Laughing at the Cold War ...
1998 champ Chris Geggus (upper
left) again favored us with a trip across the pond and nearly
regained his Kremlin title.
John Pack, Jason Wagner and
Bob Jamelli (left to right) are among the gulag bait in this
preliminary round contest.
Long suffering Pete Stein ran this event faithfully for 11
years and was the subject of much self deprecating humor in his
annual reports as he entertained all who would listen with the
saga of his never ending travails. Whether it be the outrageous
fortunes of a cruel fate or some basic flaw in his strategy,
poor Pete was always left wanting ... hopes dashed yet again.
Finally, he could take it no more and bid adieu to his role as
Kremlin GM. If you can't beat 'em, join 'em. So, Pete turned
over the reins to three-time champ Steve Cuccaro and melted into
the crowd like a banished Russian politician shuffling off to
A total of eleven games (six 5-player, five 6-player) were
run in the four Kremlin heats. Of these games, five were
won by a player getting three October Parade waves from a controlled
Party Chief (two of those in the first three turns), three by
controlling the highest active politician in the Politburo after
killing/banishing so many politicians that there weren't enough
left to fill the offices, and three on turn 10 by the player
who controlled the highest active politician at the end. Ten
people qualified for the semi-final (the GM played and won as
an eliminator) with two declining to advance.
The eight-player semis, by random draw, pitted former champs
Llew Bardecki and Chris Geggus against each other. Also at that
table: former GM and perennial contender Peter Stein, and relative
newcomer Keith Schoose. Pete took control of the sick Party Chief
on the first turn, but had his usual luck with the dice, only
getting one wave out of his four turns at the top. When Nestor
finally kicked the bucket,. Llew took the helm, but was unable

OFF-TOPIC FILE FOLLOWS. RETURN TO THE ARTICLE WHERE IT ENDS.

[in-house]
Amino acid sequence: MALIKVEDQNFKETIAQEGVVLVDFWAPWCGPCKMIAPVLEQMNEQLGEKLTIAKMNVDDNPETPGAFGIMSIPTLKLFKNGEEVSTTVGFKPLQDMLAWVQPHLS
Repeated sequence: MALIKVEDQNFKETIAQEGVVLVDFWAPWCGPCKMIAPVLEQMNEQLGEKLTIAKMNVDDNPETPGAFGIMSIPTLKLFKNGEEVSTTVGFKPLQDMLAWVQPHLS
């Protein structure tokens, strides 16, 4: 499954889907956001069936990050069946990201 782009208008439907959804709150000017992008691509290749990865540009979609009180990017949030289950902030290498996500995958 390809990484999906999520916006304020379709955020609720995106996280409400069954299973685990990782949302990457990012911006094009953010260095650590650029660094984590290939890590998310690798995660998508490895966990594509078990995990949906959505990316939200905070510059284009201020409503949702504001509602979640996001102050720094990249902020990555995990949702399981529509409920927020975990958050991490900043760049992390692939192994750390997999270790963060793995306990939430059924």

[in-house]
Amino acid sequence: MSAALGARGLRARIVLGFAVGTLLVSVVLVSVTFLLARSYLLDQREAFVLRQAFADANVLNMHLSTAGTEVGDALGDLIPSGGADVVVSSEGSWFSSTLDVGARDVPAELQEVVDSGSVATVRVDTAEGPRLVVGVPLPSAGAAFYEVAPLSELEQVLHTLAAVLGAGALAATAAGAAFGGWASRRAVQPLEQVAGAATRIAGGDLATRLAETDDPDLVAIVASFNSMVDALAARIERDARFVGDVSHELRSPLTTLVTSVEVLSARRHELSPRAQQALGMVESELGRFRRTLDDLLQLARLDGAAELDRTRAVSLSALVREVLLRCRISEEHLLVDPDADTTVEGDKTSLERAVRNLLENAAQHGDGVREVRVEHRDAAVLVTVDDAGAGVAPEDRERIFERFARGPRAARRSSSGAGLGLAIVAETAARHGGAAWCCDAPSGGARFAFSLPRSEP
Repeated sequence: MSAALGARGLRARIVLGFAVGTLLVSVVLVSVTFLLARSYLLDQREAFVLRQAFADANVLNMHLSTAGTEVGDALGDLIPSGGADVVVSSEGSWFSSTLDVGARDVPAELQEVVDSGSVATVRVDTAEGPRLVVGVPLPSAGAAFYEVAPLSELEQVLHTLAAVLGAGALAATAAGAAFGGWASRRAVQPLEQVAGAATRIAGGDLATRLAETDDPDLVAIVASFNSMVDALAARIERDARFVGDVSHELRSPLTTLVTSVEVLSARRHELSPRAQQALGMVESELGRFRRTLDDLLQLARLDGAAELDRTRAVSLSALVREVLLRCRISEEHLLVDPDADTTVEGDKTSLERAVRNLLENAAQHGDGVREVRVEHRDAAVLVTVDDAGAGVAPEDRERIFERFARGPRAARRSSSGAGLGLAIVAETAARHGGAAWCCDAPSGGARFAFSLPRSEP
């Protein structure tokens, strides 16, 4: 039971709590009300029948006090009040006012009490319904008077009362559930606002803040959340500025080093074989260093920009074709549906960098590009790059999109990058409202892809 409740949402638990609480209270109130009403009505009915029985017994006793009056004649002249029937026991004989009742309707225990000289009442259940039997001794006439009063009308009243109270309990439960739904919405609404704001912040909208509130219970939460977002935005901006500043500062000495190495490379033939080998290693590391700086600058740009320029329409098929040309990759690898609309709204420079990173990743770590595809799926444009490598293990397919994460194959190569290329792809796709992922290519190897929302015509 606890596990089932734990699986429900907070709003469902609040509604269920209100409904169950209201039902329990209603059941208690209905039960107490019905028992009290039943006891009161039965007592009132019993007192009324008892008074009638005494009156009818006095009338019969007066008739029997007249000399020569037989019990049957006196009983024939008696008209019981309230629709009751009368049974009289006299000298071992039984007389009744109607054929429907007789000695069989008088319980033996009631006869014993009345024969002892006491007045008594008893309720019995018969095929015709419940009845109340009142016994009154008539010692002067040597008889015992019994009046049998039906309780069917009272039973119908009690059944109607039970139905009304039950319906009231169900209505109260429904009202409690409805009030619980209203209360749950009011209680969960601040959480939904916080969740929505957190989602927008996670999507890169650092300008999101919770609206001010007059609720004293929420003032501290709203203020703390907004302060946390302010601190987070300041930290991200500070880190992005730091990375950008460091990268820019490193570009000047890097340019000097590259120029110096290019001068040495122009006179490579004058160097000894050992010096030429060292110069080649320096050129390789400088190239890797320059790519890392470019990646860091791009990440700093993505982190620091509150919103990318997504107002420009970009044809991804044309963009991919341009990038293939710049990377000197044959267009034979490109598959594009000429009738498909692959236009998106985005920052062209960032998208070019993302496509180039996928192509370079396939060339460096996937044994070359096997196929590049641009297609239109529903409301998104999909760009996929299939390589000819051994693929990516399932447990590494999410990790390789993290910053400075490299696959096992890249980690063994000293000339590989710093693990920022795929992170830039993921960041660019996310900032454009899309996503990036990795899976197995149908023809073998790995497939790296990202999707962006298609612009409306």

to consolidate his position and lost control to Chris, who ended
the game with three consecutive waves; Pete's early performance
was good enough for second place and a ticket to the finals.
At the other table, Martin Davis took an early lead with Nestor
netting him a wave on the first turn, but sickness took its toll
and he was unable to wave again on Turn 2. Control passed to
Sean McCulloch on Turn 3, with the same results one wave,
one failure. Greg Tanner's ill party chief was not able to wave
in his three turns at the helm, and the torch eventually passed
to Joe Delaney. The game ended on turn 10 when there were too
few politicians available to fill the politburo. Sean took the
victory, having the highest ranked politician still active, with
second place going to Joe.
The four-player Final started with heated competition for
control of Nestor, who turned out to eventually reside in Chris'
camp. The game seemed to be heading to a quick end, with two
waves for Chris in the first three turns, but the health die
decided otherwise on Turn 4. A clever card play by Pete busted
the Foreign Minister to the people after the first round of votes
for the new Party Chief, leaving him in total control of the
election. His young, healthy party chief gave him an easy wave
before falling sick on Turn 5 and failing to make it through
the parade. Same old Pete ... but to the amazement of all, Pete
succeeded on the next two die rolls and won the game and the
tournament on three waves ... thus ending a decade of torment
on his first try as a face in the crowd.